I’ve always wanted to make a Union Jack quilt. Don’t ask me why. I am not an Anglophile, but there is something so pleasing to the eye about that design. So, get your British on, and read all about how to make this quilt. This is a free pattern so enjoy!
Quilt measures 88” x 97” Finished Block size 11” x 12”
All seam allowances are 1/4” unless otherwise noted.
- 30 assorted print squares 10 1/2” x 10 1/2”
- 4 yards background fabric for sashing, strips and border
- 1/8 yard each of 6-7 prints for center stripes
- 5 yards backing fabric
- 3/4 yard fabric for binding
- 30 strips 1 1/2” x 16 1/2”
- 30 strips 1 1/2” x 17 1/2”
- 30 strips 1 1/2” x 13”
- 60 strips 1” x 13 1/2”
- 24 strips 3 1/2” x 11 1/2”
- 5 strips 3 1/2” x 72 1/2”
Center Print Strips:
30 strips 1 1/2” x 13 1/2”
Note: the borders will be cut later. Instructions will be provided for how to prevent wavy borders.
Make the Blocks:
- Using a rotary cutter and ruler, cut a 10 1/2” block in half along the diagonal.
2. Place a strip that is 1 1/2” x 16 1/2” along the long edge of the triangle, right sides together, matching edges and stitch.
3. Fold the strip out and press the seam allowance toward the strip.
4. Place the other triangle right sides together with the strip so that the triangle is laying centered over the first triangle, and looks like this.
5. Stitch 1/4” along the edge, aligning the edge of the triangle with the strip and keeping it positioned as shown above.
6. Open the second triangle outward and press the seam allowance toward the strip.
7. Using a rotary cutter and ruler, cut the above unit in half along the diagonal, perpendicular to the white strip as shown.
8. Follow steps 2-6 with the second cut made, add another 1 1/2” strip, and centering the triangle so that the first strips are directly across from each other and the unit looks as follows.
9. Make another cut using a rotary cutter and ruler, and laying the ruler so that it is squared with the block top and it runs through the center of the “x” created in the middle of the block.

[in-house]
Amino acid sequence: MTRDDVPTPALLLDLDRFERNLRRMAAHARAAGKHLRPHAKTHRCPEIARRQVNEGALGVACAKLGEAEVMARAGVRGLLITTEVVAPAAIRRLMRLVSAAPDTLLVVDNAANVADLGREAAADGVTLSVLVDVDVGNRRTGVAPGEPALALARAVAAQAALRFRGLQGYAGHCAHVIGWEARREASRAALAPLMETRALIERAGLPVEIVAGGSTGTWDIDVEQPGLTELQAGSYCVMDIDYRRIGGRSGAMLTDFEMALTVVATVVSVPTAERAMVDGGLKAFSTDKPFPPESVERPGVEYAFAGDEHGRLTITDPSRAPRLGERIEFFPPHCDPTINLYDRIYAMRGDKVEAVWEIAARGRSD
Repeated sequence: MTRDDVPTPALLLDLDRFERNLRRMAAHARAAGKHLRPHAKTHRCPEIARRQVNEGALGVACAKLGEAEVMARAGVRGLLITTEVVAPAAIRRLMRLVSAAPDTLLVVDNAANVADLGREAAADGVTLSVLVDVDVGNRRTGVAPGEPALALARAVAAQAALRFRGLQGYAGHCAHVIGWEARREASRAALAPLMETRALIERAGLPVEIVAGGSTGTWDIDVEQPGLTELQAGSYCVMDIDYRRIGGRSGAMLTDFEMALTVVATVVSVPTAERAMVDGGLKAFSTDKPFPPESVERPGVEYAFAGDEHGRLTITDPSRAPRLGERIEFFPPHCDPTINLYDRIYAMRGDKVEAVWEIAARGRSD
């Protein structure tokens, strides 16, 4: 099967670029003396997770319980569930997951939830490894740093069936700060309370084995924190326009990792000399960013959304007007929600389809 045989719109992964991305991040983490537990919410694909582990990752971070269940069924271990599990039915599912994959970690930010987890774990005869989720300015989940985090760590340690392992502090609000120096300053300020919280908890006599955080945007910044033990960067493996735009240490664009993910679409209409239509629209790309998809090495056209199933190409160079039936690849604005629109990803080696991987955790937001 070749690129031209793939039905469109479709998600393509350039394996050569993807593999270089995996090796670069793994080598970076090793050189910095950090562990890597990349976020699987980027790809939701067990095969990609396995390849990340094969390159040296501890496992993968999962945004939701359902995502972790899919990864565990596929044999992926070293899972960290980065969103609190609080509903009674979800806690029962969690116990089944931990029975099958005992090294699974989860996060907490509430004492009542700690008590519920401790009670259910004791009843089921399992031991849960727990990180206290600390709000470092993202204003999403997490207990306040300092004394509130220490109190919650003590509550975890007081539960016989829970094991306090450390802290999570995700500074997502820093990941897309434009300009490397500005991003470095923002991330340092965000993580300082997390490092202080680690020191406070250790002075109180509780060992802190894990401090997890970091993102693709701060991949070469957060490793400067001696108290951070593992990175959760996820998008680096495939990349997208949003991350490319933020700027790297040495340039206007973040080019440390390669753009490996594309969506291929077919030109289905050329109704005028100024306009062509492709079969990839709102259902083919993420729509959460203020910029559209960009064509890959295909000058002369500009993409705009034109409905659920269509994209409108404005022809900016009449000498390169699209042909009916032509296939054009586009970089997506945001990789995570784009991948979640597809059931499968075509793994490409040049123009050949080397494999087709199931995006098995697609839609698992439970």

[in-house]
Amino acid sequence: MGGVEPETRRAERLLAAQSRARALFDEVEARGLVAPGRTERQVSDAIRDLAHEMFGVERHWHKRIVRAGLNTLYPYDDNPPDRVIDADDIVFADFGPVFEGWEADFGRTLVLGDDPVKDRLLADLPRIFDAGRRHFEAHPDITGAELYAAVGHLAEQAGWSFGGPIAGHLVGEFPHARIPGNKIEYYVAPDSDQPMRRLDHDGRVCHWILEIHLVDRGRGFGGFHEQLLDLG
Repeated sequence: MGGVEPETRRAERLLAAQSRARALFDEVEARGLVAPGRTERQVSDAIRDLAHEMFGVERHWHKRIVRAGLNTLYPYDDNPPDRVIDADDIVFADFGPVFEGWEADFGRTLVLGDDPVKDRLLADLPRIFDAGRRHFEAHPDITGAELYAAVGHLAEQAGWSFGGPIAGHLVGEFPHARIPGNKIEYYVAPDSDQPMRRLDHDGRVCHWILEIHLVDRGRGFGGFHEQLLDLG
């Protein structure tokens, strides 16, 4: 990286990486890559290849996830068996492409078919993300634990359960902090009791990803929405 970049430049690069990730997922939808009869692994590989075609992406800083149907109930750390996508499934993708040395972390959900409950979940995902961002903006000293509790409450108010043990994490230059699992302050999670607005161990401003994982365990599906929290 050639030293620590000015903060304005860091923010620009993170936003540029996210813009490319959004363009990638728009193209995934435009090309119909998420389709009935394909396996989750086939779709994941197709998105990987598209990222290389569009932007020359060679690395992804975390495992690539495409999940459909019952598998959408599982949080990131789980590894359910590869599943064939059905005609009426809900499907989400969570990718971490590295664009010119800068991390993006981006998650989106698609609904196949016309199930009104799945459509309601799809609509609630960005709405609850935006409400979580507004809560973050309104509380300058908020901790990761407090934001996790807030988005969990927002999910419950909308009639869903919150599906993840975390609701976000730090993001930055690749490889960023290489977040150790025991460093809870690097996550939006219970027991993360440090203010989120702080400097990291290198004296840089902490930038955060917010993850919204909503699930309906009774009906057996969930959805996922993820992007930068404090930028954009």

10. Add another 1 1/2” strip to the newly made cut edge of one half of the unit, and stitch along the edge using a 1/4” seam allowance.
11. Press the seam allowance toward the strip.
12. Add the second half of the block to the strip sewn in step 10. To make sure that the strips line up across the block, make 2 marks with a marking pencil on the center strip sewn in step 10 as follows.
13. Stitch the two sides together aligning the edge of the strip to the half block and matching the markings to the edges of the strips in the side without the strip.
14. The block should look like this.
15. Stitch a 1” x 13” background strip to each side of a 1 1/2” x 13” print strip along the long edges. Press the seam allowances toward the center.
16. Using a rotary cutter and ruler, cut the Union Jack block in half, making certain to line the ruler up along the edge of the block so that it is straight, and lining the ruler up with the intersecting points as shown.
17. Stitch the print stripe unit from step 15 to each half of the block along the long edges. Press the seam allowances toward the center.
18. Square the block so that it measures 11 1/2” x 12 1/2”.
19. Follow steps 1-18 to make 30 Union Jack blocks.
20. Stitch the sashing strips between the blocks using the photo of the quilt as reference.
21. Stitch the long sashing strips (3 1/2” x 72 1/2”) between the rows.
Making the Borders
Making borders deserves a special paragraph. There’s nothing worse than seeing a quilt with wavy borders. When a quilt is measured for the border there must be special care taken. One must never ever measure along the edge of the quilt. Also, one must never just cut a strip that is longer than the edge of the quilt and just sew it on.
Here’s how to do it.
- Measure your quilt through the center either for the length or the width. It doesn’t matter which one you do first.
2. Decide how wide you want the border to be, and then cut it the length that was measured across the center of the quilt. Do this twice, and stitch it to both edges of the quilt. You must make the quilt fit the border. This is important. If the quilt edge is longer than the border that was cut, the quilt will be placed against the feed dogs as it is sewn. Pin carefully all the way down the length of the border.
3. If the quilt is significantly different than the border, you may need to do some “easing” as they say in the garment sewing world. You may need to make a long row of stitching along the edge of the quilt. Increase your stitch length and sew down the edge of the quilt, inside the 1/4” seam allowance, meaning, about 1/8” from the edge. Sometimes this is all that is needed to stabilize and pull the edge into shape. Otherwise you can actually pull the threads sewn and gather it slightly.
4. Measure down the center of the quilt again, along the length of the quilt and include the two borders. This is the measurement for the side borders. Cut the borders to the measurement and follow steps 2 and 3. Press the seam allowances toward the border.
- Layer, quilt and bind in your favorite manner.